This weekend, I had the opportunity to take part in the third annual Duke-UNC China Leadership Summit (CLS). The first CLS, held three years ago, hosted 40 delegates from both Duke and UNC. This year, more than 120 students from schools as far as the University of California-Berkeley and the Beijing Royal School attended the conference, making it a fantastic opportunity to learn not only from speakers but from fellow delegates as well.
The existence of conferences such as CLS comes from China’s newfound economic and political prominence, which is an extensively covered topic that constantly appears in the media. As an Asian American with a keen interest in understanding Asian political and economic issues, I felt that this would be a terrific opportunity to delve deeper into many topics that most media outlets skim over in favor of stories that only brush the surface.
I was not disappointed; the keynote speakers were fantastic.
Thomas Fingar, a distinguished professor from Stanford who was involved in the process of normalizing Sino-American relations in the 1970s, gave a speech outlining the central question surrounding China’s development: is it sustainable, or does it merely resemble a house of cards ready to topple at any moment?
Yukon Huang, Senior Associate of the Carnegie Asia Program, Former Director of the World Bank’s China division. Image courtesy of the Duke-UNC China Leadership Summit.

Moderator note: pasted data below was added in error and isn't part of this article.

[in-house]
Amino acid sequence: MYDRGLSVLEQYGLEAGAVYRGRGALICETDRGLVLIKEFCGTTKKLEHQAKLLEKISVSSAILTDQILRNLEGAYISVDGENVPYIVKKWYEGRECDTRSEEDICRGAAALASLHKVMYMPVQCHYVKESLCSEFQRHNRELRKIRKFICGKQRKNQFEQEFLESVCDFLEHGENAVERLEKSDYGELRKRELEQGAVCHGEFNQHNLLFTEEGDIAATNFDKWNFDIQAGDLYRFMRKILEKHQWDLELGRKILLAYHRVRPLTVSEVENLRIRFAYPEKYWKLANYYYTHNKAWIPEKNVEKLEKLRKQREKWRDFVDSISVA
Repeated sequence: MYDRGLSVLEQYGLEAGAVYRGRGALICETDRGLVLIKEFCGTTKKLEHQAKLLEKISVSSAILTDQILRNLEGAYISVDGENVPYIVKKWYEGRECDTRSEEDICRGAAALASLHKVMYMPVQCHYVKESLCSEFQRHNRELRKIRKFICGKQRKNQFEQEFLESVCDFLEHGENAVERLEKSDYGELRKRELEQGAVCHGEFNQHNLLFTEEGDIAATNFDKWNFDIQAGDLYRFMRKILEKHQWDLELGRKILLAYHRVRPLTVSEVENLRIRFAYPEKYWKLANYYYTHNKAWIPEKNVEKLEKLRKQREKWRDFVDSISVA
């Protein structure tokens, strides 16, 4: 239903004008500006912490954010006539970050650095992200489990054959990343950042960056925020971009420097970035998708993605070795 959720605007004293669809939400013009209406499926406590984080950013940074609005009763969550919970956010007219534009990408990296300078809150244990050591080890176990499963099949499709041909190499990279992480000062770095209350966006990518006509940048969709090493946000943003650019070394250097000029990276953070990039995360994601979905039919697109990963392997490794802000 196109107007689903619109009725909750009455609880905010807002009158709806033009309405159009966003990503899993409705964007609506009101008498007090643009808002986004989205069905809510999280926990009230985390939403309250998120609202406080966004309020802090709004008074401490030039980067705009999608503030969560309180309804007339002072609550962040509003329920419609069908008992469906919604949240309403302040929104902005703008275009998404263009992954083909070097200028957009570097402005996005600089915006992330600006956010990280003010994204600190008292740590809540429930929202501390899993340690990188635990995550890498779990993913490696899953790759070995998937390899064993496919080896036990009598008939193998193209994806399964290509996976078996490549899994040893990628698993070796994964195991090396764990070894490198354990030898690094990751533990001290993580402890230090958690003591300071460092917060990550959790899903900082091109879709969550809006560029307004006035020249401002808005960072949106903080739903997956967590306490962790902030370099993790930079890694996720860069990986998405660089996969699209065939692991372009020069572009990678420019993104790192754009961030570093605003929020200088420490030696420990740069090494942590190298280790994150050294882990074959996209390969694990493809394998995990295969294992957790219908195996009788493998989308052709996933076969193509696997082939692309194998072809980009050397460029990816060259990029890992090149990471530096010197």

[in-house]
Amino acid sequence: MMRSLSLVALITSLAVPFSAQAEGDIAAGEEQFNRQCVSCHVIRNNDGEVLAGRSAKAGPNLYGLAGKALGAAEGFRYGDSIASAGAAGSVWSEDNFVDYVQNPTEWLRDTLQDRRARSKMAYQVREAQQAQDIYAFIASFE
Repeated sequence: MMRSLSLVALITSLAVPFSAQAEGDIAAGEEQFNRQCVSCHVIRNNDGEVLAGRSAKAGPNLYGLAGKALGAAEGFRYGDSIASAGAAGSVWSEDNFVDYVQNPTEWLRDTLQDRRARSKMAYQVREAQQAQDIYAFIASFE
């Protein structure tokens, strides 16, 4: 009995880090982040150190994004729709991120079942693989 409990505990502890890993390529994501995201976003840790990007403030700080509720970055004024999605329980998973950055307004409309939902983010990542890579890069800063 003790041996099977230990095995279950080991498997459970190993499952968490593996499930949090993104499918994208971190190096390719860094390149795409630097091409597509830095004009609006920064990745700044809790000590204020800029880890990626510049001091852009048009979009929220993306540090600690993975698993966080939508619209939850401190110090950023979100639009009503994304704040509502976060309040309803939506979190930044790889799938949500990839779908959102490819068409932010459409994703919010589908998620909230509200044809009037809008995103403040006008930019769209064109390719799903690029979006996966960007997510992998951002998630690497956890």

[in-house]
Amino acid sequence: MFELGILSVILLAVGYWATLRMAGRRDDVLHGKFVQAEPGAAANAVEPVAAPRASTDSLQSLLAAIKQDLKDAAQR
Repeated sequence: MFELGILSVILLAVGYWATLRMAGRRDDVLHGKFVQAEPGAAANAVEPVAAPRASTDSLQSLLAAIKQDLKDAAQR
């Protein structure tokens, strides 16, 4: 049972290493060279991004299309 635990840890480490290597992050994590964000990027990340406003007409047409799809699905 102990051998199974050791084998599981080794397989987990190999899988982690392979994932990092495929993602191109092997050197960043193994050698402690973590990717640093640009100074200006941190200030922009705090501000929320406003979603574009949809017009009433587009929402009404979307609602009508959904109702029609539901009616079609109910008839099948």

Yukon Huang, the World Bank’s former country director for China, questioned some of the most commonly held assumptions about China’s development.
Han Dongfang, a winner of the U.S.’s 1993 Democracy Award, shared his own experiences and perspectives on trying to protect labor rights in an authoritarian society. He laments the relatively callous attitude that the Chinese Communist Party (CCP) maintains toward the labor force, but remains optimistic about the potential that labor strikes have as a bargaining tool to achieving better working conditions.
The individual panelists were extremely informative as well. There was Nick Consonery of the Eurasia Group — a political risk consulting firm — who spoke about the prospects of continued financial liberalization.
Joseph Fewsmith, a distinguished China scholar from Boston University, gave us insight on the patterns of power succession and the workings of the inner politburo, the highest level of China’s government. For me, it was quite shocking to discover that the composition China’s leadership for the next 20 years has essentially already been determined. With so many qualified speakers, it was almost impossible for one to not obtain any new insights into China’s development.
Beyond the speakers’ insights, I also had the opportunity to meet and get to know my fellow delegates, many of whom were Chinese international students. I got to hear about what it was like growing up behind the “Great Firewall” and their perspective on island disputes at CLS. Attending CLS also made me realize two things. First, there is a significant disconnect between the Asian American population and our knowledge about what’s going on in Asia. While this isn’t necessarily a bad thing, our cultural connections with Asia could potentially give us a leg up in understanding the complicated relationship between the United States and many Asian nations.
Second, the cultural gap between Asian Americans and Asian international students is extremely wide. For example, during the conference, some Chinese international students tended to gravitate towards other Chinese international students, and some Chinese Americans did the same. This isn’t necessarily too surprising either, but it represents a lost opportunity for a highly productive cross-cultural exchange. Such an exchange would allow Asian Americans to reconnect with their cultural homelands and gain a greater understanding of modern Asian society, and it would allow Asian international students to learn even more about life in America.